For those with allergies, some of the best things in church — like food and flowers — can be uncomfortable and even unhealthy.
Today, the Matriarchs offer their advice about allergies in the church.
Our congregation is a very welcoming congregation. No, really. We have been open to, and affirming of, “all the people” for so many years that it’s as automatic as breathing.
And, speaking of breathing:
Now we are wondering how inclusive we can practically be of people in our congregation who struggle with allergies. When the Christmas tree goes up in our small-ish sanctuary, a few people have asthma that can be triggered by evergreens. When the Easter flowers are placed, some are allergic to hyacinths and others are allergic to lilies.
Perhaps not in the same category: A woman in our congregation is scent-averse and is always uncomfortable and vocal when she smells a hint of deodorant or perfume or cleaning scents.
And then there’s food!
Communion bread: gluten free? egg free? peanut free? soy free?
Church pot luck dinners — a.k.a. “covered dish” or “carry in” dinners — can be a challenge for those allergic to eggs, shellfish, peanuts, or gluten as these ingredients might be hidden in the dish.
Help! What can we reasonably do to minimize exposure to things that can make people sick? Have any of your congregations made any changes in traditions or practices? Please share what has worked for you.
Our Matriarchs offer some great suggestions:
Thank you for your thoughtful question. I think this is an important issue because there are many people with different allergies. The answer to this question will be different for every congregation or ministry.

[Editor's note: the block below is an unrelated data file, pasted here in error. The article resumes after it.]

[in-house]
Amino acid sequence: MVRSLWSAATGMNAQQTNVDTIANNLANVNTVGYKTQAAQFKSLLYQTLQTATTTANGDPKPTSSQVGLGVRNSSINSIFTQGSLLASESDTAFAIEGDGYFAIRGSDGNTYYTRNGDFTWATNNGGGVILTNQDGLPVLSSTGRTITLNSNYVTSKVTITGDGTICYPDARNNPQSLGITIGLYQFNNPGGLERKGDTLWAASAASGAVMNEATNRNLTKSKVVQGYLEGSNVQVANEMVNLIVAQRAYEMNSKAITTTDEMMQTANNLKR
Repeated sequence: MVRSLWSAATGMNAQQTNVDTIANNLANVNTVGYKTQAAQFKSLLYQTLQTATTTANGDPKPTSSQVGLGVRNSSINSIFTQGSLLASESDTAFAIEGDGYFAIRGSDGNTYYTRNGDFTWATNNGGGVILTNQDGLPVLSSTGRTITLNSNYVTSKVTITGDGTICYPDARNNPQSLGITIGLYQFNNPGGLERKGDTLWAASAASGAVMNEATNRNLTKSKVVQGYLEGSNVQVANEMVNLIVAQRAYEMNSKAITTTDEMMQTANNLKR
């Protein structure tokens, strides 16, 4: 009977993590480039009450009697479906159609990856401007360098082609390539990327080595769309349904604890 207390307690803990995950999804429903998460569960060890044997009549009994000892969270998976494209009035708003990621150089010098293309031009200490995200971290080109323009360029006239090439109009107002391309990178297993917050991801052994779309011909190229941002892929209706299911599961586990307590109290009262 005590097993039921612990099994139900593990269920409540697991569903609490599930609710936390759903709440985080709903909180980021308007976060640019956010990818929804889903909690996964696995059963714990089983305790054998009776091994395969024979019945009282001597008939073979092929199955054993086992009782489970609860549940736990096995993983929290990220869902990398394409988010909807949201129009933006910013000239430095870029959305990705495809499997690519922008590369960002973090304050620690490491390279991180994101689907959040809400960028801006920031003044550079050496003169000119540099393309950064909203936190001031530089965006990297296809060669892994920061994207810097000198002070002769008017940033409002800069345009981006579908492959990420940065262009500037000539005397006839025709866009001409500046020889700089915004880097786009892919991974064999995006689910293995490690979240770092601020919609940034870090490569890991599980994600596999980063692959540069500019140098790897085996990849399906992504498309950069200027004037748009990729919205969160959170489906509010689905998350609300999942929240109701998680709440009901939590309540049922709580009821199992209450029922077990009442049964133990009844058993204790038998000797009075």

Within our congregation we have addressed allergy issues in several ways:
1) For our children and youth programs, parents fill out information forms and one of the questions is regarding their child’s allergies. With that information we buy food for the children and youth programs accordingly.
2) Regarding Easter flowers and allergies, we have been purchasing less allergy-prone flowers and/or buying lilies with the pollen already removed
3) We have artificial trees and wreaths for Hanging of the Greens instead of live trees.
We have not had a request for gluten free bread for communion but we post an announcement in our bulletin for people to request gluten free if needed.
Blessings on your efforts to be welcoming for all.
Rev. Kelley Wehmeyer Shin
Dear Welcoming Pastor-
Many years ago, I had the pleasure of listening to my father and his brother-in-law discuss the use of an inclusive language lectionary. (This was pre-NRSV.) After debating original languages and familiar translations, it finally came down to this comment by my dad, “We need to do this so that everyone feels cared about.”
It seems to me that although the situation is different, perhaps the logic is the same. In order to insure that everyone feels cared about, maybe it’s time to invest in a good quality artificial Christmas tree. They’re fire retardant, allergen free and less likely to fall over. If the Easter lilies are going to make some folks feel ill, why not choose fragrance free flowers? A few to consider: tulips, anemones, poppies, ranunculus, calla lilies and amaryllis. Perfume and cleaning products are harder to control, but it can’t hurt to ask.